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Power System Analysis

Power System Analysis

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Published by: worawut on Feb 18, 2012
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(a) Load hus : A bus where there is only load connected and no generation exists is
called a load bus. At this bus real and reactive load demand P

d and Q

d are drawn
from the supply. The demand is generally estimated or predicted as in load forecast
or metered and measured from instruments. Quite often, the reactive power is
calculated from real power demand with an assumed power factor. A load bus is

al~o called a p, Q bus. Since the load demands P

d and Q

d are known values at this
bus. The other two unknown quantities at a load bus are voltage magnitude and its
phase angle at the bus. In a power balance equation P d and Q

d are treated as negative

quantities since generated powers P g and Q g are assumed positive.

(b) VoltaKe controlled bus or generator bus:

A voltage controlled bus is any bus in the system where the voltage magnitude can
be controlled. The real power developed by a synchronous generator can be varied
b: changing the prime mover input. This in turn changes the machine rotor axis
position with respect to a synchronously rotating or reference axis or a reference
bus. In other words, the phase angle of the rotor 0 is directly related to the real
power generated by the machine. The voltage magnitude on the other hand, i~
mainly, influenced by the excitation current in the field winding. Thus at a generator
bus the real power generation P" and the voltage magnitude IV 01 can be specified. It
is also possible to produce vars by using capacitor or reactor banks too. They
compensate the lagging or leading val's consumed and then contribute to voltage
control. At a generator bus or voltage controlled bus, also called a PV-bus the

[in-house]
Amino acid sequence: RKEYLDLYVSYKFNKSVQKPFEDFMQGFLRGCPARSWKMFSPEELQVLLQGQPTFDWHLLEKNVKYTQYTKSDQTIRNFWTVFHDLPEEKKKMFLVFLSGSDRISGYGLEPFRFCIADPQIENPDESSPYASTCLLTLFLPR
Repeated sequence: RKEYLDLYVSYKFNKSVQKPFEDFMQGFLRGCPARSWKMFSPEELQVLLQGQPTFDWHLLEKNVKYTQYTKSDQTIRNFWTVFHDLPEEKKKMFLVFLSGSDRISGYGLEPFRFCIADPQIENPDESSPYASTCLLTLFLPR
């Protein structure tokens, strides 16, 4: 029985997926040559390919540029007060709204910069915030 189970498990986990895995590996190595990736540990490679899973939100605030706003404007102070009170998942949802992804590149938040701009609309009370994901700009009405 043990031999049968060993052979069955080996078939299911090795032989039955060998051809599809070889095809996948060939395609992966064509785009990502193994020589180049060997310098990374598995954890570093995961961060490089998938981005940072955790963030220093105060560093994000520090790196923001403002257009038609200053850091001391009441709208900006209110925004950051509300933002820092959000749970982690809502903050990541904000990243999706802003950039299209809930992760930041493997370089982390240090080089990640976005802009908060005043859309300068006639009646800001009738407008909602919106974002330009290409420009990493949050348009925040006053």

reactive power Q

g and 8fl are the values that are not known and are to be computed.

(c) ,",llIck htl.\'

In a network as power tlow~ from the generators to loads through transmission
lines power loss occurs due to the losses in the line conductors. These losses when
included, we get the power balance relations



..... (5.14)

Qg-Qd-QI =0

..... (5.15)

where P <; and Qo are the total real and reactive generations, P d and Q d are the total
real ancf reactive power demands and P land OI. are the power losses in the
transmission network. The values ofP g' 0 g' P d and 0 d are either known or estimated.
Since the flow of cements in the various lines in the transmission lines are not
known in advance, PI. and OI. remains unknown before the analysis of the network.
But. these losses have to be supplied by the generators in the system. For this


Power System Analysis

purpose, one of the geneFators or generating bus is specified as 'slack bus' or
'swing bus'. At this bus the generation P g and Q

g are not specified. The voltage
magnitude is specified at this bus. Further, the voltage phase angle 8 is also fixed at
this bus. Generally it is specified as 0° so that all voltage phase angles are measured
with respect to voltage at this bus. For this reason slack bus is also known as
reference bus. All the system losses are supplied by the generation at this bus.
Further the system voltage profile is also influenced by the voltage specified at this
bus. The three types of buses are illustrated in Fig. 5.1.

Slack bus IV d. 8


= 0° specified P l'


1 to be
determined at the
end of the

P 3' Q3' IV 31. 83

Load bus P 3. 03
specified IV 31.8


are not known

Fig. 5.1

Bus classification is summarized in Table 5.1.

Table 5.1

Generator bus P 2'
IV 2i spcified O2,

2 to be known


Specified variables

Computed variables


Voltage magnitude and its phase angle Real and reactive powers

Generator bus

Magnitudes of bus voltages and real

Voltage phase angle and

(PV -bus or voltage powers (limit on reactive powers)

reat.:tive power.

controlled bus)

Load bus

Real and reactive powers

Magnitude and phase
angle of bus voltages

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